Lopez described the shooter as a light-skinned African American or Puerto Rican man, with long dark hair that was pulled back in a ponytail, between 18 and 24 years old, between 5 feet 10 inches and 6 feet 2 inches tall, thin build, between 150 and 165 pounds, with acne scars or razor bumps along his jaw line, and wearing a red t-shirt with some kind of design on it and faded black jean shorts. Shortly after the shooting, Lopez worked with a sketch artist in creating a composite sketch of the shooter.

At trial, Lopez testified that he did not believe defendant was the shooter. He explained that the person who shot his brother had long hair, little sideburns, a "little jawline [sic] hair," and more acne scars than defendant had at trial. He believed the people in Walsh's truck would have gotten a better look at the shooter because the shooting happened right in front of them. Bert Moore, a parent volunteer, and three of Walsh's young players -- Dejanerio Woldridge, Demariae Woldridge,*fn2 and Derayne Duncan -- were sitting in Walsh's truck at the time of the shooting.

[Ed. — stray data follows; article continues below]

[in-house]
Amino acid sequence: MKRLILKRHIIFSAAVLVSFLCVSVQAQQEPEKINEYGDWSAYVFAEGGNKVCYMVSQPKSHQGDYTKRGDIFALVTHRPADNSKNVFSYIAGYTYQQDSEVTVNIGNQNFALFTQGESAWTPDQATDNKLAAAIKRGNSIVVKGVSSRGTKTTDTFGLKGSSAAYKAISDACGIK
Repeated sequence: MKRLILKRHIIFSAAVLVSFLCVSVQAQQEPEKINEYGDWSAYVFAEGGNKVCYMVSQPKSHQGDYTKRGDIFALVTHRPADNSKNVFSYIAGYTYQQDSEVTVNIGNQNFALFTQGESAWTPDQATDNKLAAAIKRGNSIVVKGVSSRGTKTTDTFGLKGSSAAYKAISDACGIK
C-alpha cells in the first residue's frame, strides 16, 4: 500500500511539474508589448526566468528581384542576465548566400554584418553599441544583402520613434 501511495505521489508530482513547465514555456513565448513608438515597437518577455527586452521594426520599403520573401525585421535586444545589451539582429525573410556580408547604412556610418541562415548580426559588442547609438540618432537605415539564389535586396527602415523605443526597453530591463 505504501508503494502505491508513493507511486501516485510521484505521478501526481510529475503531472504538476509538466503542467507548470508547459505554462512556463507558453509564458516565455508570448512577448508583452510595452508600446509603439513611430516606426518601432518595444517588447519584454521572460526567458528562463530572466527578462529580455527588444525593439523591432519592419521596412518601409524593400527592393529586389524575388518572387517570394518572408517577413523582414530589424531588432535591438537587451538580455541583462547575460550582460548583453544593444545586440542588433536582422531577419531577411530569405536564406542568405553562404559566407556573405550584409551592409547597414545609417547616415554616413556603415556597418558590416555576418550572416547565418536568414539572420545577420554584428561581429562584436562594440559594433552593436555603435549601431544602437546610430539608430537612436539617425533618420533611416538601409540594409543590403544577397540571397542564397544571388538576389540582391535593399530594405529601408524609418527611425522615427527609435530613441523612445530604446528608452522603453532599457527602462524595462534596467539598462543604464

As Walsh turned to get into his truck to leave, he heard multiple gun shots. He watched as the shooter continued to fire shots at Rodriguez. He heard the shooter say, "Punk mother fucker," "Bitch mother fucker," or "Bitch ass mother fucker." Once inside the truck, Walsh fumbled around, and finally was able to start the truck and drive off. After he got the children to safety, he returned to the shop.